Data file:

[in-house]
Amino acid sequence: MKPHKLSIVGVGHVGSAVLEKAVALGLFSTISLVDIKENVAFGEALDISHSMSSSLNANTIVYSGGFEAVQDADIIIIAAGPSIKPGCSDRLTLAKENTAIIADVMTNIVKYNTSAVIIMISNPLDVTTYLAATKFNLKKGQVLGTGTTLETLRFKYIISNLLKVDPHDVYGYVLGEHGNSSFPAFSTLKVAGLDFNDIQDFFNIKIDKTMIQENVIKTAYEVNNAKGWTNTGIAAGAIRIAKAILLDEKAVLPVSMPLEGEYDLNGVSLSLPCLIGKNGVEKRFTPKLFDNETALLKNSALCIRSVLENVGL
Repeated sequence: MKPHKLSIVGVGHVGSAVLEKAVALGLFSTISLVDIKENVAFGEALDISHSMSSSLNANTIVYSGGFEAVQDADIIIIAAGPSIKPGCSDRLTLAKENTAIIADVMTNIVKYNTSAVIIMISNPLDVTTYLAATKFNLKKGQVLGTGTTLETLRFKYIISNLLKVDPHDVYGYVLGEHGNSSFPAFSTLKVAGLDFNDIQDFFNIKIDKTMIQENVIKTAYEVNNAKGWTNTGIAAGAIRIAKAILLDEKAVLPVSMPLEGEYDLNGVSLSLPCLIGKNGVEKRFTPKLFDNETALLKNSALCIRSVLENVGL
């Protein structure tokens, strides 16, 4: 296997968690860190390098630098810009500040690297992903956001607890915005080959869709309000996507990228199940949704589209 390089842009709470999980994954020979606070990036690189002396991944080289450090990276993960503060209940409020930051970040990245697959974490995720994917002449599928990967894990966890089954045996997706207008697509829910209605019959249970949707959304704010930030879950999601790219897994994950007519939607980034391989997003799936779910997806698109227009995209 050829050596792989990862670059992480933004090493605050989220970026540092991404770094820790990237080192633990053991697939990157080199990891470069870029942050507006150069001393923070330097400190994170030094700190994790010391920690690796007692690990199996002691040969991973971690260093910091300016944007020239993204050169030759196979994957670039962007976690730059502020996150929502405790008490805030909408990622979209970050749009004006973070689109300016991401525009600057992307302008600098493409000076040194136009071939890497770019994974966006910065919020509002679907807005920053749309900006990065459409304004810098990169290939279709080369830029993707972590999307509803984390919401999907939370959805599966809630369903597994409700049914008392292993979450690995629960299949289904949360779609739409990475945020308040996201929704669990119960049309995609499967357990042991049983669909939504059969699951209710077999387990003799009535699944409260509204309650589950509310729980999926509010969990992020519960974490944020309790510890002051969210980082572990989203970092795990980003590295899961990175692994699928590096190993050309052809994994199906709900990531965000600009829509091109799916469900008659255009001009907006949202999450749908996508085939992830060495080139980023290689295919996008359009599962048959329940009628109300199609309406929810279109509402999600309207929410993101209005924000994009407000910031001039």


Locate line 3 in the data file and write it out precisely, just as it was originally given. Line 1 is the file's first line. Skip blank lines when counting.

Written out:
Repeated sequence: MKPHKLSIVGVGHVGSAVLEKAVALGLFSTISLVDIKENVAFGEALDISHSMSSSLNANTIVYSGGFEAVQDADIIIIAAGPSIKPGCSDRLTLAKENTAIIADVMTNIVKYNTSAVIIMISNPLDVTTYLAATKFNLKKGQVLGTGTTLETLRFKYIISNLLKVDPHDVYGYVLGEHGNSSFPAFSTLKVAGLDFNDIQDFFNIKIDKTMIQENVIKTAYEVNNAKGWTNTGIAAGAIRIAKAILLDEKAVLPVSMPLEGEYDLNGVSLSLPCLIGKNGVEKRFTPKLFDNETALLKNSALCIRSVLENVGL